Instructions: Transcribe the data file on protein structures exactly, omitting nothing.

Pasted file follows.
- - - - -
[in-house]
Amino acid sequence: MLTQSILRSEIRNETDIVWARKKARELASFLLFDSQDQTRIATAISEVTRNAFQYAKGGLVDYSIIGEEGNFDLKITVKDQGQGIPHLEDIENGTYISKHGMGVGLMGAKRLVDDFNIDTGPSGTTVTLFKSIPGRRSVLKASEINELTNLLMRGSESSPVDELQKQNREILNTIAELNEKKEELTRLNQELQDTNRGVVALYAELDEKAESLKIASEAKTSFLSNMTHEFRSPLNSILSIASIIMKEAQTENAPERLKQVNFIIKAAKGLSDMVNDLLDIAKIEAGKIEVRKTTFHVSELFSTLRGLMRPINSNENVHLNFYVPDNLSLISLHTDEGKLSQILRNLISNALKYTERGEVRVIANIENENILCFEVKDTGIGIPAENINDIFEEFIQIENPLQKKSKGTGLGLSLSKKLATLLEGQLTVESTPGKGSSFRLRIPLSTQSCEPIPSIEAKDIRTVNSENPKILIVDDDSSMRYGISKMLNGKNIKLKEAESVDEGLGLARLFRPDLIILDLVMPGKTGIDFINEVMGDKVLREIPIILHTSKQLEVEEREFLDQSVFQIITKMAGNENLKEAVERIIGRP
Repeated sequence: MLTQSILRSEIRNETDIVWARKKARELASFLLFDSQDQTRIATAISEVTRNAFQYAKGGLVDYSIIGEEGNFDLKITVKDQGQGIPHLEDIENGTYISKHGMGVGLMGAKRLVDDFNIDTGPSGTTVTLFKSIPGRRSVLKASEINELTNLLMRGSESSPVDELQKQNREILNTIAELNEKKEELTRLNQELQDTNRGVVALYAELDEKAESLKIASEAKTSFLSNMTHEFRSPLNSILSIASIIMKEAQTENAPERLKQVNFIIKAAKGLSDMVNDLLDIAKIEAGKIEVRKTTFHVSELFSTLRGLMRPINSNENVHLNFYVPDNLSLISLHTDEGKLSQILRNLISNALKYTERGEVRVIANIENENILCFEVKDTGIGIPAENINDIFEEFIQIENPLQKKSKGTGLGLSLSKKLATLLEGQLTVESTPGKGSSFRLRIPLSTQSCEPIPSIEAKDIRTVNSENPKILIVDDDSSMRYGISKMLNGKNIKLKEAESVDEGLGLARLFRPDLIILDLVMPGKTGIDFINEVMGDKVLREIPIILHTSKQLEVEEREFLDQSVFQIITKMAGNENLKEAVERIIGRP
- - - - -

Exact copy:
[in-house]
Amino acid sequence: MLTQSILRSEIRNETDIVWARKKARELASFLLFDSQDQTRIATAISEVTRNAFQYAKGGLVDYSIIGEEGNFDLKITVKDQGQGIPHLEDIENGTYISKHGMGVGLMGAKRLVDDFNIDTGPSGTTVTLFKSIPGRRSVLKASEINELTNLLMRGSESSPVDELQKQNREILNTIAELNEKKEELTRLNQELQDTNRGVVALYAELDEKAESLKIASEAKTSFLSNMTHEFRSPLNSILSIASIIMKEAQTENAPERLKQVNFIIKAAKGLSDMVNDLLDIAKIEAGKIEVRKTTFHVSELFSTLRGLMRPINSNENVHLNFYVPDNLSLISLHTDEGKLSQILRNLISNALKYTERGEVRVIANIENENILCFEVKDTGIGIPAENINDIFEEFIQIENPLQKKSKGTGLGLSLSKKLATLLEGQLTVESTPGKGSSFRLRIPLSTQSCEPIPSIEAKDIRTVNSENPKILIVDDDSSMRYGISKMLNGKNIKLKEAESVDEGLGLARLFRPDLIILDLVMPGKTGIDFINEVMGDKVLREIPIILHTSKQLEVEEREFLDQSVFQIITKMAGNENLKEAVERIIGRP
Repeated sequence: MLTQSILRSEIRNETDIVWARKKARELASFLLFDSQDQTRIATAISEVTRNAFQYAKGGLVDYSIIGEEGNFDLKITVKDQGQGIPHLEDIENGTYISKHGMGVGLMGAKRLVDDFNIDTGPSGTTVTLFKSIPGRRSVLKASEINELTNLLMRGSESSPVDELQKQNREILNTIAELNEKKEELTRLNQELQDTNRGVVALYAELDEKAESLKIASEAKTSFLSNMTHEFRSPLNSILSIASIIMKEAQTENAPERLKQVNFIIKAAKGLSDMVNDLLDIAKIEAGKIEVRKTTFHVSELFSTLRGLMRPINSNENVHLNFYVPDNLSLISLHTDEGKLSQILRNLISNALKYTERGEVRVIANIENENILCFEVKDTGIGIPAENINDIFEEFIQIENPLQKKSKGTGLGLSLSKKLATLLEGQLTVESTPGKGSSFRLRIPLSTQSCEPIPSIEAKDIRTVNSENPKILIVDDDSSMRYGISKMLNGKNIKLKEAESVDEGLGLARLFRPDLIILDLVMPGKTGIDFINEVMGDKVLREIPIILHTSKQLEVEEREFLDQSVFQIITKMAGNENLKEAVERIIGRP